He sat quietly and considered for a moment. He was rather more private than secretive. He truly didn’t have any, as she called them: secret-secrets. She already knew about T’Pring and he didn’t think that the fact that he had a black sheep brother was all that interesting. He did have one thing that gently pricked at him on occasion and he briefly wondered if that would satisfy her notions of sharing secrets.
“I do not have a secret, per se; but I do have one very troubling regret.”
She immediately sensed something different in his tone this time. A hint of the playfulness that was there only a moment ago was gone, replaced with a very serious expression of self-recrimination.
“If it’s something personal, Spock, I would not wish for you to—”
“After reflection, I find that it is something that I would like to share with you, that is, if you are agreeable to hearing something that is tantamount to a confession of a failing on my part.”
She very much doubted if he did have a true failing, and at any other time it would have been an opportunity for jest, however, all thoughts of teasing him at that moment had fled.
“I hope you know that you can always tell me anything, Spock.” She reached across the narrow span of the café table to touch his forearm; an arm that he quickly moved to his lap.
“I regret that I have never told my mother that I hold her in the highest esteem.”
He hoped that she knew what he was trying to convey without having to say the actual words.
“Do you mean love, Spock? Do you mean to say that you have never told your mother that you love her?”
He automatically reached for his tea, only to touch the handle to spin the cup upon the saucer for a second or two, before resting his hand down beside it.
“Yes, that is the very concept that I was hoping to convey, Miss Uhura.”
“Oh Spock,” she said sympathetically, laying her own hand on the top of the table merely inches from his own. “I’m sure she knows that you love her.”
His eyes focused off into the middle distance and he tilted his head to the side in an endearing gesture which Uhura likened to an apprehensive child, unsure of his place in the big, wide, scary world.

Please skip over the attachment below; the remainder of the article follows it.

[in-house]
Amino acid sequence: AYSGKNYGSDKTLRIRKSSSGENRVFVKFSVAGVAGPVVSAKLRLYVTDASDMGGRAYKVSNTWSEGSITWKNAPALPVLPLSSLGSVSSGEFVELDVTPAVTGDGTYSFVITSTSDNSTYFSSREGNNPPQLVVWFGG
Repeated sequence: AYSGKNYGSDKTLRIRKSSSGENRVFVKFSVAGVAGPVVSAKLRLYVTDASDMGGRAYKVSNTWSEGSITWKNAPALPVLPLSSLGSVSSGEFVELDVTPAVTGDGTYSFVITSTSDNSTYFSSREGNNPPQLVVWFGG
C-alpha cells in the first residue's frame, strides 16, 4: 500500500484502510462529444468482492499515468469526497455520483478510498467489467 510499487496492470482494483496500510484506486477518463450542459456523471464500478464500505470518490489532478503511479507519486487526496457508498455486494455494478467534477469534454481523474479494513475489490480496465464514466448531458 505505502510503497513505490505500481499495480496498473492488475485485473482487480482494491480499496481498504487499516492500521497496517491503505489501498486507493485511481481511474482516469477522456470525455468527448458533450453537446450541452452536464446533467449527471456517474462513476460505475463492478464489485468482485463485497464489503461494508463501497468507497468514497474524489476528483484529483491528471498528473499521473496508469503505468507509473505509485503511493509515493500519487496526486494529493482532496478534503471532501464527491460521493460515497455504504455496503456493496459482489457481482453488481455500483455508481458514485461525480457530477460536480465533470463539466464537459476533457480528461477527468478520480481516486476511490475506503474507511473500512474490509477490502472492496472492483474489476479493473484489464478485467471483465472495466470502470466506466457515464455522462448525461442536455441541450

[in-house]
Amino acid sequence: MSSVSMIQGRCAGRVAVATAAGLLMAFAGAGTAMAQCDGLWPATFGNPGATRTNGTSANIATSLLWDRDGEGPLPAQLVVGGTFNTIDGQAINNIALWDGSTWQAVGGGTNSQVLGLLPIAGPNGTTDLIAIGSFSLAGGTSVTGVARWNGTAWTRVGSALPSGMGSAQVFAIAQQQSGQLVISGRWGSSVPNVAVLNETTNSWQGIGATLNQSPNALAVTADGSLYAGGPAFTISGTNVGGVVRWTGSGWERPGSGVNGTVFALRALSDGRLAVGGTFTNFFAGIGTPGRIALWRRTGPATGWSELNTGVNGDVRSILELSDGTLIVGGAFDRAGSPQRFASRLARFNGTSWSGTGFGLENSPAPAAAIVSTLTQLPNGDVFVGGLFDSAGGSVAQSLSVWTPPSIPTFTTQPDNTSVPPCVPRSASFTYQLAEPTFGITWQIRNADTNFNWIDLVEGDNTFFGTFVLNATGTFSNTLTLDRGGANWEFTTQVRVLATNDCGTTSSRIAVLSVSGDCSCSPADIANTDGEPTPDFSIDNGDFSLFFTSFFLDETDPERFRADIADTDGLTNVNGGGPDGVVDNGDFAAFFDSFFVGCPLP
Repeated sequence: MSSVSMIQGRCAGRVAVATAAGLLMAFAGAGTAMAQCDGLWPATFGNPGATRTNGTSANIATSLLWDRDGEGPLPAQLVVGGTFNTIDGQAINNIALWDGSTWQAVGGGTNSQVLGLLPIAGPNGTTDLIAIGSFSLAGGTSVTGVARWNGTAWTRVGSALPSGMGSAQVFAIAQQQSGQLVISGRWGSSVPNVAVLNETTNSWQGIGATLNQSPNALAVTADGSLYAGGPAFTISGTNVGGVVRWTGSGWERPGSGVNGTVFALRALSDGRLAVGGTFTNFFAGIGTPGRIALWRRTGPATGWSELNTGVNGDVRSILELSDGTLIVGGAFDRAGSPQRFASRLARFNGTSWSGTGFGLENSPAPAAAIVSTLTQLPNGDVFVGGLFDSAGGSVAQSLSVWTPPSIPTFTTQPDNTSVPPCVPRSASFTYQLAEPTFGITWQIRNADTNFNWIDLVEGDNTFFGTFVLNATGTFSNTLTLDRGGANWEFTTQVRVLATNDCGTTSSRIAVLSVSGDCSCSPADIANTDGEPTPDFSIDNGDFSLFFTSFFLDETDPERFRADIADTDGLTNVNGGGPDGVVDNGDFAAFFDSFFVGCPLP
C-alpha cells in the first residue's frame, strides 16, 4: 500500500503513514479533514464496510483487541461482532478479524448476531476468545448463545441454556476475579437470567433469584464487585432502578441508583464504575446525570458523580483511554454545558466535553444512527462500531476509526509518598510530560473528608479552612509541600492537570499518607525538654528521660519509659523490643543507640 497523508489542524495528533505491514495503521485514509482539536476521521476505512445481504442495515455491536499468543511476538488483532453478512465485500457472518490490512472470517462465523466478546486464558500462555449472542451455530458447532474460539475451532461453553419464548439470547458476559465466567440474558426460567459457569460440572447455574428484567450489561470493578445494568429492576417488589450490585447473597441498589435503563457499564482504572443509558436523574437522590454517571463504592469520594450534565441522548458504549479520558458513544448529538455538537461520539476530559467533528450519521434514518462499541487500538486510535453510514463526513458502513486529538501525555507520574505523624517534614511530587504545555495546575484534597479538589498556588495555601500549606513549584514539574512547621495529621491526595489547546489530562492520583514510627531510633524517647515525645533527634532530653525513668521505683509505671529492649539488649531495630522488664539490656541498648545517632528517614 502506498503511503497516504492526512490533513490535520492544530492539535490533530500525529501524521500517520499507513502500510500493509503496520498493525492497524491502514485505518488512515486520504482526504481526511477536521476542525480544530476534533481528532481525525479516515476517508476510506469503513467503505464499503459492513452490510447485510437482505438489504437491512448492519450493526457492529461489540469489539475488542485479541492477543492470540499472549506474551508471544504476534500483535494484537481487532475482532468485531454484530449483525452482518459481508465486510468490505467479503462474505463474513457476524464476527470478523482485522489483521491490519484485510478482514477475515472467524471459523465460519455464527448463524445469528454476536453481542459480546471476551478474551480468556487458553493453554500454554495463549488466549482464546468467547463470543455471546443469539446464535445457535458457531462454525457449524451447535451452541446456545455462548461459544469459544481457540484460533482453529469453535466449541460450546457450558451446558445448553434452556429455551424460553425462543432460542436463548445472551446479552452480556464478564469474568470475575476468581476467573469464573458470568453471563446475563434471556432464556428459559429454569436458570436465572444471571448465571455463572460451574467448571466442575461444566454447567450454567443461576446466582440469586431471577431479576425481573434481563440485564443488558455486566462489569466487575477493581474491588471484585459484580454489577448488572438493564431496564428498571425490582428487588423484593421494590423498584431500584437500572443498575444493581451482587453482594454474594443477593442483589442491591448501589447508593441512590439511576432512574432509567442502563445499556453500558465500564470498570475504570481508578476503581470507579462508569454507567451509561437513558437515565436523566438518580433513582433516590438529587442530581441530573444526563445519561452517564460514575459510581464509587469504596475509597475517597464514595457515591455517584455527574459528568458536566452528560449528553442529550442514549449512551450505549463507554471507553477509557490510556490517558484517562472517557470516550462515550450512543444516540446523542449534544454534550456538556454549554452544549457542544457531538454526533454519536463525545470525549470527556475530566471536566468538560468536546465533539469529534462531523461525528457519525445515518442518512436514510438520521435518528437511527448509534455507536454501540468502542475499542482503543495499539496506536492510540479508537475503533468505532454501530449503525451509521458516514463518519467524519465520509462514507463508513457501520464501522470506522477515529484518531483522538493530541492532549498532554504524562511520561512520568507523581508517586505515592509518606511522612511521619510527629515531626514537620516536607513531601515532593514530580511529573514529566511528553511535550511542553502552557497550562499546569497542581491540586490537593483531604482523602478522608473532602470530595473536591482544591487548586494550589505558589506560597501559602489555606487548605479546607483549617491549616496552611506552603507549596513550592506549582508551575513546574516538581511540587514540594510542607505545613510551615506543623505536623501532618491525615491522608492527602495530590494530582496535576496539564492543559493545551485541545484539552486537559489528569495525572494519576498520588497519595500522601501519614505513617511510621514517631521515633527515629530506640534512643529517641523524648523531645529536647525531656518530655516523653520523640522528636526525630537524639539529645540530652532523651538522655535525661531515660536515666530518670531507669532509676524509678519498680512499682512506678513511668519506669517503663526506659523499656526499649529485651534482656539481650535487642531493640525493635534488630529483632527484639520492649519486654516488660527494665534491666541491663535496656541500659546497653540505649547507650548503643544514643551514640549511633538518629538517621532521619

He sighed deeply. “I have always thought that it could not be easy for my mother, married to a Vulcan, raising a Vulcan child, surrounded by nothing but Vulcans: an Earth woman living on a planet where love and emotion are in bad taste.”
“But, she loved your father enough to give up her own life, making a sacrifice to be able to share in his.”
“And yet, to never hear any words of comfort from him. Am I correct in assuming that for humans, for one to know of the other’s love, one must first hear the words; at least, that is how I have always supposed it to be.”
“Surely your father knew something of what she required; he must have shown his regard for her in other ways. Saying the words of love is not the only way that human’s sense the feeling. Do not misunderstand, words of love are always nice to hear, but we can also see love reflected in the eyes, in a smile; love can be expressed by a direct action, or simply by the smallest, gentlest, touch.”
Uhura watched as Spock’s eyes now turned to his hand resting upon the table, the same hand that he started to slide forward towards hers ever so slightly.
“Your words leave me much to ponder, Miss Uhura,” he said, his voice deeper and more affected than she had ever heard from him before.
Slowly, her eyes lifted from his hand and found his eyes already there, waiting, willing, and fully open to her own. To Uhura his eyes seemed to be making a simple request. She watched the fleeting emotions play across them for a moment, wondering what it was that he wished of her, until it hit her: he was seeking permission; requesting a simple liberty that she had rarely granted to anyone, a liberty that he would never dare take without her leave to do so.
“It’s Nyota,” she whispered.
“Nyota,” he breathed.
And just as he pushed his fingers gently forward to make the connection that would finally bring their hands together, a loud and obnoxious voice rang out and their quiet moment was entirely and irrevocably lost.
“Vhat do you two be doing here with the long, grave, serious faces? Vell, no verries; Chekov is now here to be saving the day!”